Razer’s Qualcomm-powered handheld console leaks – The Verge
Qualcomm appears to be collaborating with Razer on a new gaming handheld developer kit built around its upcoming Snapdragon G3X processor. Leaked slides published by VideoCardz call the device a “Snapdragon G3X Handheld Developer Kit,” suggesting it will primarily be aimed at software developers and manufacturers to help them build their own software and hardware powered by Qualcomm’s mobile gaming technology.
Alongside it, VideoCardz has also obtained slides detailing Qualcomm’s next flagship smartphone processor, the Snapdragon 8 Gen 1. The name shows off Qualcomm’s new branding for its mobile chips announced last month. The processor will reportedly be manufactured using a 4nm process, with a CPU that’s 20 percent faster and 30 percent more power efficient, and a GPU that’s 30 percent faster and 25 percent more power efficient than previous generation models.
Other specs for the handheld gaming device include a USB-C port for XR accessories, support for DisplayPort over USB-C, a 6,000mAh battery, 1080p webcam, and “incredible ergonomics and haptics.” The screen is reportedly an OLED panel, with a 120Hz refresh rate and support for HDR. Wireless connectivity includes 5G mmWave, Wi-Fi 6E, and Bluetooth 5.2, and VideoCardz notes that the device could be capable of streaming games from services like xCloud.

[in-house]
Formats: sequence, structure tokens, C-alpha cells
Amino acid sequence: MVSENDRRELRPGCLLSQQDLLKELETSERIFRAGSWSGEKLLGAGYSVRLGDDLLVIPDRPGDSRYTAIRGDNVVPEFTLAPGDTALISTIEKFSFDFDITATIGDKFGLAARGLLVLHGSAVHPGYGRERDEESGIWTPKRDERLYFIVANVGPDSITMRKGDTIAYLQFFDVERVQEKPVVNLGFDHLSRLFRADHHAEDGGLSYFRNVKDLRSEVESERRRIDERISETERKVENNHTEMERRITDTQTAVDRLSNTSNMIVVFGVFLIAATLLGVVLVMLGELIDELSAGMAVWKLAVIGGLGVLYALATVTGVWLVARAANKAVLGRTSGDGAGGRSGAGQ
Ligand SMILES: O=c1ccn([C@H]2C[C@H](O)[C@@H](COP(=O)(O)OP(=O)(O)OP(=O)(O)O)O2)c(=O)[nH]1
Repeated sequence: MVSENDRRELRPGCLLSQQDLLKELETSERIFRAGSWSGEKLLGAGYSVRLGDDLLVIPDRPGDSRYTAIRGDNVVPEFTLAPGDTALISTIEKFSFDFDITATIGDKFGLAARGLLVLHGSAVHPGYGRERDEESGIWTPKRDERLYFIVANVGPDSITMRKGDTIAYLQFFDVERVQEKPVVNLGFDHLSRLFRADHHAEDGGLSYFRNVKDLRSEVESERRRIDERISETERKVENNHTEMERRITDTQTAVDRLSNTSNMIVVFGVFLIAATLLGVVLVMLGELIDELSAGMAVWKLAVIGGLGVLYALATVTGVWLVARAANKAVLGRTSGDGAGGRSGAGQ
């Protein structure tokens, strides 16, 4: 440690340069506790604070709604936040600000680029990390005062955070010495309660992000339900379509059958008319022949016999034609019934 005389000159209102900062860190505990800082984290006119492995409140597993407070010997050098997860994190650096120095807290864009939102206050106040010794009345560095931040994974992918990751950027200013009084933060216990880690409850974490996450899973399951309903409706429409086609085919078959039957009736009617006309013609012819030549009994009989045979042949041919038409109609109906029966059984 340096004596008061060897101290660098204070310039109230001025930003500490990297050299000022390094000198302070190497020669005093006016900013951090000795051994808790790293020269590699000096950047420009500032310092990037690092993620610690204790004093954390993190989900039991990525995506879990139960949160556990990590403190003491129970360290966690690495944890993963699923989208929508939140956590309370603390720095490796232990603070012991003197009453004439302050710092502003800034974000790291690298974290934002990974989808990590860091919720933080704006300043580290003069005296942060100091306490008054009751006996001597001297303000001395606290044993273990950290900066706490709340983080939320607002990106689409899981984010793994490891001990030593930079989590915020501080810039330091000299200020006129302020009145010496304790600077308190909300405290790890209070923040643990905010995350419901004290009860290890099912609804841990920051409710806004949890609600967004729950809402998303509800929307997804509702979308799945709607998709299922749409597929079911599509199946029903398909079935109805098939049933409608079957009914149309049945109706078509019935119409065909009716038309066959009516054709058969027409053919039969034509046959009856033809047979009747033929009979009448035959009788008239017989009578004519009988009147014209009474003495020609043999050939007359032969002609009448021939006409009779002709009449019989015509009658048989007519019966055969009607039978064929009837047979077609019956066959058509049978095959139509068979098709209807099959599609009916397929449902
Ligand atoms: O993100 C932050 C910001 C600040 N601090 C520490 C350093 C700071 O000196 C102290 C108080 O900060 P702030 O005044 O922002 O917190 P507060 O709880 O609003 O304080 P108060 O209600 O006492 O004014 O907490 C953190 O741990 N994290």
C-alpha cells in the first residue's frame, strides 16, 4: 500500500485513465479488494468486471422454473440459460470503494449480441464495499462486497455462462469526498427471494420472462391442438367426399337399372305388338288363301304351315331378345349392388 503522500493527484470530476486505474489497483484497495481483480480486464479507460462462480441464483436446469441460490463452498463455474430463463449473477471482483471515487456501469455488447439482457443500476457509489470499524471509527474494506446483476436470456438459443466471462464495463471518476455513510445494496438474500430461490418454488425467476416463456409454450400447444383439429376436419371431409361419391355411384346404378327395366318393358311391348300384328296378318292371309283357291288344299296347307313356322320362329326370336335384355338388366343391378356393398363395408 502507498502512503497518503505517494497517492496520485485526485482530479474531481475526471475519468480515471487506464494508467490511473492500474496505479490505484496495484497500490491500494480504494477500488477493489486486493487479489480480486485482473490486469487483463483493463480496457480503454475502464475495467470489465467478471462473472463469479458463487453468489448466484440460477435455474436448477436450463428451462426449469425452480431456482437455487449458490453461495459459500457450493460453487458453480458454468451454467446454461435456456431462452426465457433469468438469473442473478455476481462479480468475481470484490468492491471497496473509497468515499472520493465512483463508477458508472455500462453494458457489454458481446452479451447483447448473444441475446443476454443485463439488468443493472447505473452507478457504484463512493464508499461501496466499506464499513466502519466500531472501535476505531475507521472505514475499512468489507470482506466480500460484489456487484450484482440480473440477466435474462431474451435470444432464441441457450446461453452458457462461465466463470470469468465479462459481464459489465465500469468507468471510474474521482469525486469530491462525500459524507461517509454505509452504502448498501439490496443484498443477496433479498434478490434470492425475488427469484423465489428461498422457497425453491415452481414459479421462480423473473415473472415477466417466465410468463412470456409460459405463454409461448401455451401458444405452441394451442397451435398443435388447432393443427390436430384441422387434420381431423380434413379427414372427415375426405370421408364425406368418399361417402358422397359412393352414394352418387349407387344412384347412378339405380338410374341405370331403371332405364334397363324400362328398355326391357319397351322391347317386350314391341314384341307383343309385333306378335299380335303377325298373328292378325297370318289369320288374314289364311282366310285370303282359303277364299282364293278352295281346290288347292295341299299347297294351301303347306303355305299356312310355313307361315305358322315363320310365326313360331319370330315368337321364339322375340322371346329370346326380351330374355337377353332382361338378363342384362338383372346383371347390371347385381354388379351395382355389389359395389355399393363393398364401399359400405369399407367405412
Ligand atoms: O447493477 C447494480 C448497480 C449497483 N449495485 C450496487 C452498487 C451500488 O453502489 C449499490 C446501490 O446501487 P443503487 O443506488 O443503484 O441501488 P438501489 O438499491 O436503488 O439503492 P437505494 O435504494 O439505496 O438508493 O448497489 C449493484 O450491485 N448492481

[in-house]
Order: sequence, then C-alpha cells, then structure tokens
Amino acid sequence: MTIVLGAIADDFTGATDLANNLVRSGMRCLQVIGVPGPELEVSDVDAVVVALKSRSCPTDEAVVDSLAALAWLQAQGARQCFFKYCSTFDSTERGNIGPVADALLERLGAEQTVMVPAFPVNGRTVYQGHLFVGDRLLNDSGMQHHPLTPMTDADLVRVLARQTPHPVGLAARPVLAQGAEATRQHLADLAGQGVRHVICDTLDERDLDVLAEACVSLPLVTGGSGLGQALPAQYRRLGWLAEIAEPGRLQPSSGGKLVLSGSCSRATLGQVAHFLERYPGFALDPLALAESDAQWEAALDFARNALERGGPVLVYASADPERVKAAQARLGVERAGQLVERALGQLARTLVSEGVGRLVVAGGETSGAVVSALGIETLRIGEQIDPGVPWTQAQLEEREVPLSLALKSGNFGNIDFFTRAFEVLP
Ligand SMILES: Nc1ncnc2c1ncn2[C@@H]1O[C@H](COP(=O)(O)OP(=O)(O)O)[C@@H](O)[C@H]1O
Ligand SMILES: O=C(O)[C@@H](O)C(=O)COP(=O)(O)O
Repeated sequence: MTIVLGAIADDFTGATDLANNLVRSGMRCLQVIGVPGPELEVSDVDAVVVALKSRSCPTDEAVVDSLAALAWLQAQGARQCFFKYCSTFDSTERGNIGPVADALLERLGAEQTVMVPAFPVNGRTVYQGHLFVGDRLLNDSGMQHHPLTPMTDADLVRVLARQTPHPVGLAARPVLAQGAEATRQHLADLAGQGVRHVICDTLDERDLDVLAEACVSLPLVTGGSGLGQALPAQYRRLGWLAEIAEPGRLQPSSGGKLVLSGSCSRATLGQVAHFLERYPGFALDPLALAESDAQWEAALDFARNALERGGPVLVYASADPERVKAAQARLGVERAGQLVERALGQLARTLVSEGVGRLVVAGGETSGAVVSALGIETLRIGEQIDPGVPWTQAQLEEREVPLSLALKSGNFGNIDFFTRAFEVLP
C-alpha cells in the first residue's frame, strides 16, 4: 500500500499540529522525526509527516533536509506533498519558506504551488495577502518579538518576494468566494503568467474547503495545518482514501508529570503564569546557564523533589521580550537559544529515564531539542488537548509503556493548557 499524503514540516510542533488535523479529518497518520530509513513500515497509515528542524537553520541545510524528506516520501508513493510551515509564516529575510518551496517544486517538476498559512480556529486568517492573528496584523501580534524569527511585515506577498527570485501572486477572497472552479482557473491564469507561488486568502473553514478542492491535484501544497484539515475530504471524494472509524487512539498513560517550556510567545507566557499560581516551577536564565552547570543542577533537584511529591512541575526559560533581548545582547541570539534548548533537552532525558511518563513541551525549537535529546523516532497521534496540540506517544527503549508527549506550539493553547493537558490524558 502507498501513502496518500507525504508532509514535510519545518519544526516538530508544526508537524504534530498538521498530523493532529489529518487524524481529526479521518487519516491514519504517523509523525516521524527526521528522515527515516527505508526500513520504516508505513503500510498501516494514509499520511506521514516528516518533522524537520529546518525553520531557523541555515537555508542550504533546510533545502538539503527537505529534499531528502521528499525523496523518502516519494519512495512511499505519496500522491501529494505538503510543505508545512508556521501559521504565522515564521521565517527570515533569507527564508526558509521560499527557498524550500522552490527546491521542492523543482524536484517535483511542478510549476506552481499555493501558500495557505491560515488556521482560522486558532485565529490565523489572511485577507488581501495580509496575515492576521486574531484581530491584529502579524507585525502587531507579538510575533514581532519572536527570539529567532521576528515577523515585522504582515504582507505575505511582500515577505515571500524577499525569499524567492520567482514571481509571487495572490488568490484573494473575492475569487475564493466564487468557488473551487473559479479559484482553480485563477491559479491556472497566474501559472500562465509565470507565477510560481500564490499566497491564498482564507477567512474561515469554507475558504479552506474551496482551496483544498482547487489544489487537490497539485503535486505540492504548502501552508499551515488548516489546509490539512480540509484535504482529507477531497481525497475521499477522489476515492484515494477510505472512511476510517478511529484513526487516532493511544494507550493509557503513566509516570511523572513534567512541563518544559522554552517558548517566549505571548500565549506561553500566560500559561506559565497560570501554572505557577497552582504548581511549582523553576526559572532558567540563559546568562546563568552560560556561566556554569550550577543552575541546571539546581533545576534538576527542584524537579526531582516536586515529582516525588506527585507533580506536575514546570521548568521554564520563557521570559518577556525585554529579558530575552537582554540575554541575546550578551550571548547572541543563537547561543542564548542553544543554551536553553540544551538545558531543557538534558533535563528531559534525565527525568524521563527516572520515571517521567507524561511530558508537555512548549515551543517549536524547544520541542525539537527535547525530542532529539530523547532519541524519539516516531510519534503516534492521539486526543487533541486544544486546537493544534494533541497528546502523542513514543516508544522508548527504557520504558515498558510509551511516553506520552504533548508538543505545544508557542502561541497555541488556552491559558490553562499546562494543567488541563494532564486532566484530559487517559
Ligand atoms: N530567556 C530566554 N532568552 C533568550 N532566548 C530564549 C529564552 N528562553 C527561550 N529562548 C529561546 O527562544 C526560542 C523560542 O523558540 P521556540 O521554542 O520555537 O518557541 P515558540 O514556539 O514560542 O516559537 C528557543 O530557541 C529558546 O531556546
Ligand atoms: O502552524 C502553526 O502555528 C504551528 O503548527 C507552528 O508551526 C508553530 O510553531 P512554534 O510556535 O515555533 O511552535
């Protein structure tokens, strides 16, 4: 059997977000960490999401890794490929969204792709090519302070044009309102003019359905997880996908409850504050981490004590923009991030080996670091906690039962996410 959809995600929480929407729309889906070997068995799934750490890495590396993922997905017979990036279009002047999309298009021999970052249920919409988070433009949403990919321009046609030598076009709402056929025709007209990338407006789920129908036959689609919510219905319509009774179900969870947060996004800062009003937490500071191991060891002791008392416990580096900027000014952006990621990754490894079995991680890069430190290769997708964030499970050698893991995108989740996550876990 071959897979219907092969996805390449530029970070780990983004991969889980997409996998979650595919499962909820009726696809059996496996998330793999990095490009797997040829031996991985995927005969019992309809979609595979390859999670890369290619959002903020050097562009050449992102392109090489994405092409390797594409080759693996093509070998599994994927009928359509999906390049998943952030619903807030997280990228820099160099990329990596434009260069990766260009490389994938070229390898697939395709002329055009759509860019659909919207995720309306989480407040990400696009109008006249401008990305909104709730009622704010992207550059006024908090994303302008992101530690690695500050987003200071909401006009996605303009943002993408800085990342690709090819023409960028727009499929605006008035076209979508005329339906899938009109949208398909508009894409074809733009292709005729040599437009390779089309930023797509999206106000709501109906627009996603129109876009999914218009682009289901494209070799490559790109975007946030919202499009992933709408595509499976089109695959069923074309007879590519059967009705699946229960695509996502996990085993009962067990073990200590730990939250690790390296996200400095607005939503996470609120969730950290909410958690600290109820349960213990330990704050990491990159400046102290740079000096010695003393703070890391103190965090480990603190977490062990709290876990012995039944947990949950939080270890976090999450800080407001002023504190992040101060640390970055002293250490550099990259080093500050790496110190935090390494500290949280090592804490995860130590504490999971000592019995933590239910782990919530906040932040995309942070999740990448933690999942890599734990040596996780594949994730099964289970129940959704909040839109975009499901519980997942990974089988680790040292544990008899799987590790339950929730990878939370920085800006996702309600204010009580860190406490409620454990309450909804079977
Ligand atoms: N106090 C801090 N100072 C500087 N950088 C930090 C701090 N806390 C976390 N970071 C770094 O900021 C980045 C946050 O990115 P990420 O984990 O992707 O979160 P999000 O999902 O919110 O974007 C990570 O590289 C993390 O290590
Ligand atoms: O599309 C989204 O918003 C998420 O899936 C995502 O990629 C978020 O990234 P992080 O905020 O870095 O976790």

Qualcomm is no stranger to putting out this kind of hardware, which is designed to encourage development on the company’s platforms. A Windows on Arm PC released earlier this year, for example, was aimed at giving software developers a cheaper piece of hardware to use to develop Arm apps for Snapdragon-based PCs. The company has also put out VR headsets equipped with its processors.
This latest developer kit comes in the wake of the announcement of Valve’s Steam Deck, a Linux-based handheld PC running on an AMD processor. But Valve is far from the only company that’s working on the form factor, with others like Lenovo and Alienware having shown off prototypes of their own (albeit with no plans for commercial releases). Qualcomm appears to be betting on other companies also being interested in similar devices and is marketing its processors as the best thing to power them.
There aren’t any details yet on when the developer kit may be officially announced, but with Qualcomm’s annual Snapdragon Tech Summit currently taking place in Hawaii, it’s unlikely that we’ll have too much longer to wait.